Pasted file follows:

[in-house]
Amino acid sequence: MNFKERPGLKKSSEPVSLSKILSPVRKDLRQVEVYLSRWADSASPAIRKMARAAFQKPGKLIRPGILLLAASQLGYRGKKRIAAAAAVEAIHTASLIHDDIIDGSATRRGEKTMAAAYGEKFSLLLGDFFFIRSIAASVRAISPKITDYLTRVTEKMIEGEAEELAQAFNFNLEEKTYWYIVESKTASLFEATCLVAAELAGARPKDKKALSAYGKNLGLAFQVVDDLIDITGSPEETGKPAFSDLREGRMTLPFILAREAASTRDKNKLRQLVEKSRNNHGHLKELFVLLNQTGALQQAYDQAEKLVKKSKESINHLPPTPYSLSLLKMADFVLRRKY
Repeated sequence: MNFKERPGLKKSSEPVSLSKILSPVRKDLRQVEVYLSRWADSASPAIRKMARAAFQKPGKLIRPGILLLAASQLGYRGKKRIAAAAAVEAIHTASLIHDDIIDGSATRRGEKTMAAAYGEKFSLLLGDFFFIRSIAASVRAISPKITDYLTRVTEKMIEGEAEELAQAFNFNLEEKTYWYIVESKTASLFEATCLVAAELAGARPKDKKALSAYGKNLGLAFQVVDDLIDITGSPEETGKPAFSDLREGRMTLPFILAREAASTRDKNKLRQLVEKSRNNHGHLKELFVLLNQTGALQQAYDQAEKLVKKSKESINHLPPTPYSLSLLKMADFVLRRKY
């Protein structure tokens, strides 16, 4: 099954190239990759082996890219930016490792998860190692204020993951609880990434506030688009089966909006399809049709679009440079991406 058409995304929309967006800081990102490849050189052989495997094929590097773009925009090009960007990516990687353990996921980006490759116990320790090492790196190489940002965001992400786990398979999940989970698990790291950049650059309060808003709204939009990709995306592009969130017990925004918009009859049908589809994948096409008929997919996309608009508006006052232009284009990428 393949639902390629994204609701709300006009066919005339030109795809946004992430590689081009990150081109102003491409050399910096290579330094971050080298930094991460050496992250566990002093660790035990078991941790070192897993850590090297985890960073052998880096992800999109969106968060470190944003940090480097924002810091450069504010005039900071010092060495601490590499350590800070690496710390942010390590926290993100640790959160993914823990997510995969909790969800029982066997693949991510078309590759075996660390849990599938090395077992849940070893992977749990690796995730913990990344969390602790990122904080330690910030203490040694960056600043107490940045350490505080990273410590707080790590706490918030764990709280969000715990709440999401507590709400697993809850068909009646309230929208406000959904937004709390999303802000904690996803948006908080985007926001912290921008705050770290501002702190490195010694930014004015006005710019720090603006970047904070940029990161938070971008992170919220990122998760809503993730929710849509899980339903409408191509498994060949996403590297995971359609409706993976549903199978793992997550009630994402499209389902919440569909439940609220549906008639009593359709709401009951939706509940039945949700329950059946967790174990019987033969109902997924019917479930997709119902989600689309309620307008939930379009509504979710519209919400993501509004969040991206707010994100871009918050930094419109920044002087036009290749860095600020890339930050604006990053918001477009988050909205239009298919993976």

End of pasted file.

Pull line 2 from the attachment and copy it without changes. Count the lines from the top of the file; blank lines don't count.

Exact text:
Amino acid sequence: MNFKERPGLKKSSEPVSLSKILSPVRKDLRQVEVYLSRWADSASPAIRKMARAAFQKPGKLIRPGILLLAASQLGYRGKKRIAAAAAVEAIHTASLIHDDIIDGSATRRGEKTMAAAYGEKFSLLLGDFFFIRSIAASVRAISPKITDYLTRVTEKMIEGEAEELAQAFNFNLEEKTYWYIVESKTASLFEATCLVAAELAGARPKDKKALSAYGKNLGLAFQVVDDLIDITGSPEETGKPAFSDLREGRMTLPFILAREAASTRDKNKLRQLVEKSRNNHGHLKELFVLLNQTGALQQAYDQAEKLVKKSKESINHLPPTPYSLSLLKMADFVLRRKY